Lock Shutdown Shows Age of River System

Pittsburgh Post-Gazette
30 August 2011
By Jon Schmitz

Anyone who has tried to find a part for a vintage appliance or car might sympathize with the Army Corps of Engineers.

When a flange broke on a hydraulic system at deteriorating Lock 6 on the Allegheny River in Armstrong County last week, the corps couldn't just traipse on down to Home Depot -- it had to fabricate a replacement part, causing the lock to be closed all weekend.

The corps expects to have the lock in service by Friday, in time for holiday boat traffic, spokesman Jeff Hawk said Monday.

"You can't pull these things off the shelf," he said of the needed part. "These are 80-year-old Depression-era locks."

The corps feared the hydraulic line, which helps to power the filling and draining of the lock chamber, might rupture, spilling oil.

The incident underscores an ongoing problem for the corps: a lack of adequate funding to upgrade its network of locks and dams, most of which are well past their useful lives.

The locks serve as elevators for river traffic, and the dams help to maintain water levels sufficient for navigation.

Lock 6, which opened in 1928 near Freeport, is one of eight on the Allegheny River that the corps operates and maintains. Six are rated in "poor" condition. Federal budget cuts of nearly 50 percent in the fiscal year that begins Oct. 1 have forced service and staffing cuts on the river.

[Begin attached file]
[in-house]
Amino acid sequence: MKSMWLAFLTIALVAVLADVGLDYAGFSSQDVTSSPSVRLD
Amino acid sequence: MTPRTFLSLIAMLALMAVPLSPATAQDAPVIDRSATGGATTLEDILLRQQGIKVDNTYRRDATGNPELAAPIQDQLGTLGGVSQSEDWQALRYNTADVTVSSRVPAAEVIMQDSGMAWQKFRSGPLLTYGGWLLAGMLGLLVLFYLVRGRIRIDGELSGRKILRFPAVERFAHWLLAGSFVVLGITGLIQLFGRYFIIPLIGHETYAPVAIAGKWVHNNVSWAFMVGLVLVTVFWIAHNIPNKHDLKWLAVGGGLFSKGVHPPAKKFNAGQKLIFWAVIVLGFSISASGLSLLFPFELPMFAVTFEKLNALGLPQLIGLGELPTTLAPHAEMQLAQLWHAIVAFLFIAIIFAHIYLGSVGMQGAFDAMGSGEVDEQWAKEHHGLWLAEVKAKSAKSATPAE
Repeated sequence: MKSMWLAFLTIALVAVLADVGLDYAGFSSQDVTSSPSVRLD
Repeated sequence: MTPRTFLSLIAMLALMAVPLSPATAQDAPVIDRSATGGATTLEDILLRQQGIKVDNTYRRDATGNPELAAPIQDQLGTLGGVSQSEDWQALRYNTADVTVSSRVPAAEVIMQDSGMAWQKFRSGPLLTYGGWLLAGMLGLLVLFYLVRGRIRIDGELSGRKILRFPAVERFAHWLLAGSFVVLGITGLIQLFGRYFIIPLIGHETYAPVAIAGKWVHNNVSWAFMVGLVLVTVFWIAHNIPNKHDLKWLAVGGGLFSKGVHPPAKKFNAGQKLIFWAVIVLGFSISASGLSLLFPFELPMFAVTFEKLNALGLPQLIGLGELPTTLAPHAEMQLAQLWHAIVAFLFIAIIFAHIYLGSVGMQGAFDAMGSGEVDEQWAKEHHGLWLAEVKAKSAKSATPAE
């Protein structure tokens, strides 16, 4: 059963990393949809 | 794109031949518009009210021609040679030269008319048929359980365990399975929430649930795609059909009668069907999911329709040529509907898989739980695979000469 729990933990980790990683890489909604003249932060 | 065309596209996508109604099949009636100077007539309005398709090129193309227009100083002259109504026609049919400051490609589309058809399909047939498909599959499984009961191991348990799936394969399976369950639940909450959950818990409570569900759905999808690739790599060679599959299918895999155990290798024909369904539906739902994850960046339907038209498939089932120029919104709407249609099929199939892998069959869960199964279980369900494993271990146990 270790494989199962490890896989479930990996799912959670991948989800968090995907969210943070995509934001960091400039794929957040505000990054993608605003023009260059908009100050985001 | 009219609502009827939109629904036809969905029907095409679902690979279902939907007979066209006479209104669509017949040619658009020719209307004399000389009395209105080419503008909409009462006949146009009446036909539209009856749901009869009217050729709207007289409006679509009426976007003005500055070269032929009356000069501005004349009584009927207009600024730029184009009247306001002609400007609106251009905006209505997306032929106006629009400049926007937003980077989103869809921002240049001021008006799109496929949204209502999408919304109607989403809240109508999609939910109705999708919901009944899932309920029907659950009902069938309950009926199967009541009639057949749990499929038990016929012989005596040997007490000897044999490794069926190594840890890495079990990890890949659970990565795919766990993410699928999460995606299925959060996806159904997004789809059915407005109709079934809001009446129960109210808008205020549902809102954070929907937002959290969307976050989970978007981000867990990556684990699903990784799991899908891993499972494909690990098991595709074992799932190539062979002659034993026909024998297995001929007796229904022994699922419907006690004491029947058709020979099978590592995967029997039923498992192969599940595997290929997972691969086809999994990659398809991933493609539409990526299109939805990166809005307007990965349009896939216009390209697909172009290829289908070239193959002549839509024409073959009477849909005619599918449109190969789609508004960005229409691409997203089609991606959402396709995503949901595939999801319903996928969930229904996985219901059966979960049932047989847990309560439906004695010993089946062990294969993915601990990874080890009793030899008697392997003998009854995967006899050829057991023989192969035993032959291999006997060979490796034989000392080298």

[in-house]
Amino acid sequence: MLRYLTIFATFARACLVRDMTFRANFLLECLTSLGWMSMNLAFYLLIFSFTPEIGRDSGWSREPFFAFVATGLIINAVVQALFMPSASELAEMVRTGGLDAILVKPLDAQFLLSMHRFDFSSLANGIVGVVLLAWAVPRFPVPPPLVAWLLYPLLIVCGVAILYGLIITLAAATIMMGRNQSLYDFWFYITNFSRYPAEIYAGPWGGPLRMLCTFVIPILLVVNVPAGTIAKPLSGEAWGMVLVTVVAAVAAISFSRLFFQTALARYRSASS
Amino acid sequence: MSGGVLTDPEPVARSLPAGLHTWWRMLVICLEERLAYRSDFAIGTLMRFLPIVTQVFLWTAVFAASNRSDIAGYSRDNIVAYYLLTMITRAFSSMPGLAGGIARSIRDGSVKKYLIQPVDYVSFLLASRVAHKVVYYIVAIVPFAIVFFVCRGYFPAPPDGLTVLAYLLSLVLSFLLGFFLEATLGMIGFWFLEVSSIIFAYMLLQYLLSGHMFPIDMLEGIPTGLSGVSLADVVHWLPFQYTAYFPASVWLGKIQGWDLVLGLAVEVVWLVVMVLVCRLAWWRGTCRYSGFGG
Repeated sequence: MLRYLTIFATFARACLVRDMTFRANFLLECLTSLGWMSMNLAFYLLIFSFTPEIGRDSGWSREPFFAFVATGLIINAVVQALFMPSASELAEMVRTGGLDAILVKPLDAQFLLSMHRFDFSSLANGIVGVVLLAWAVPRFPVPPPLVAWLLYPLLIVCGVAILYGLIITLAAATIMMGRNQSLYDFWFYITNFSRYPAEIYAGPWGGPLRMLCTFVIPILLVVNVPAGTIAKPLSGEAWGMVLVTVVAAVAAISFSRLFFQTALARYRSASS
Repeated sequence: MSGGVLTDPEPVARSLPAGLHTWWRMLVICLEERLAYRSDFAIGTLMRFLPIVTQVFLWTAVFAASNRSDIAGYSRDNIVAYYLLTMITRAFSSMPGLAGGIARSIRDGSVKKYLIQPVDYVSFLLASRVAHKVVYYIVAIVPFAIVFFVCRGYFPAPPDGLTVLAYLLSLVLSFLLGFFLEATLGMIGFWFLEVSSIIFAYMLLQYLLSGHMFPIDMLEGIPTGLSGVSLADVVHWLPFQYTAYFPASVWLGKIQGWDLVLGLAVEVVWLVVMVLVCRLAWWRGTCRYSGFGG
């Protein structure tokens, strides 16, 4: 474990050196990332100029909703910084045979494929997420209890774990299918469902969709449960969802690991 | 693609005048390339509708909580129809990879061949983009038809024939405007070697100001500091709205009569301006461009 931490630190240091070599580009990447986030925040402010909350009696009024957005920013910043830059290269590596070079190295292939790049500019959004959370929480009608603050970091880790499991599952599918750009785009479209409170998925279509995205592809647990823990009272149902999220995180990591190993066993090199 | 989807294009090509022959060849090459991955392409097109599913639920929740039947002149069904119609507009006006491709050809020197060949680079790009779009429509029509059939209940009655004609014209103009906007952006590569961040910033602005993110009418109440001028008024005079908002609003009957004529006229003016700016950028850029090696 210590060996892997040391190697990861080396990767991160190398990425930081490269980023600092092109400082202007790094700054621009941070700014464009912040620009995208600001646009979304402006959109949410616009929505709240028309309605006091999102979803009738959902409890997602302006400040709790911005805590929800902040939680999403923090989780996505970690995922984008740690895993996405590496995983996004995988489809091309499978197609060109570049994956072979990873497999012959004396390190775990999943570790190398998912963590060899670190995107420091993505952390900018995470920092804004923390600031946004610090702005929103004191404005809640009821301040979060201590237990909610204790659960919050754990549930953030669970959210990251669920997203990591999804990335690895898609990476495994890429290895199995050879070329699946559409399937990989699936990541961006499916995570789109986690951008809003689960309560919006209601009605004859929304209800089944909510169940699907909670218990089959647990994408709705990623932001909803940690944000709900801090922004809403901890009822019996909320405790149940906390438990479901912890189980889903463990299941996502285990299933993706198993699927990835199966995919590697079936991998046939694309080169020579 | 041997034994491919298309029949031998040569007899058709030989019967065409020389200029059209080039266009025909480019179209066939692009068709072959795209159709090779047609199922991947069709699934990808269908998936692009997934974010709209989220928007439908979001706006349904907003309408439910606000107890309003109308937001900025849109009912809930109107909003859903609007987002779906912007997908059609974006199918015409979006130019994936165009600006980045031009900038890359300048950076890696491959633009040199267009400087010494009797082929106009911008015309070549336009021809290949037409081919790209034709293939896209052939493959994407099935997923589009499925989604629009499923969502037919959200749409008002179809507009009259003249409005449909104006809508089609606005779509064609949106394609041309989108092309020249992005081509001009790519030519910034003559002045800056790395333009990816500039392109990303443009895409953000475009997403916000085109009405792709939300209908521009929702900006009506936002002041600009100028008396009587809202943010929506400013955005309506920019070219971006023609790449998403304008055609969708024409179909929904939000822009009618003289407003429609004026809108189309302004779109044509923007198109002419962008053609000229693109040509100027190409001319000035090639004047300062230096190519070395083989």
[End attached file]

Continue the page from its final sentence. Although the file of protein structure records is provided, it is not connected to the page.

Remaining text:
The Allegheny is the least-traveled of the district's three main rivers, with an average of about 2,500 vessels per year from fiscal 2005 to fiscal 2010, according to the corps. Traffic on the upper Ohio was nearly 5,500 vessels per year and on the Monongahela 3,300.

Mr. Hawk said the Allegheny was identified as a "low commercial use" river, exposing it to budget cuts as the Obama administration tries to focus funding on services that produce a higher return on investment.

Bill Heyer, lockmaster for Locks 5 to 9 on the Allegheny, said the Labor Day weekend is not as busy as around July 4 but said many recreational boaters are making their last runs of the season.

According to corps statistics, about 1,100 recreational boats and 200 commercial vessels use Lock 6 in an average year.

Crews were finishing scheduled maintenance of the facility when the cracked flange was discovered. "Everything we do is a fabrication," Mr. Heyer said of the repair. "It's hard to get parts for these old systems."

The corps said there is no money for repairs to the Allegheny River facilities in the coming year, and if machinery or components fail, it will not be able to fix them unless they pose a hazard to safety or public health.

The estimated cost to upgrade a single lock and dam is estimated at $83 million, while total federal funding available for the entire country in 2010 was only $118 million, said Charles DiPietro, transportation planning director for the 10-county Southwestern Pennsylvania Commission.

Jon Schmitz: jschmitz@post-gazette.com or 412-263-1868.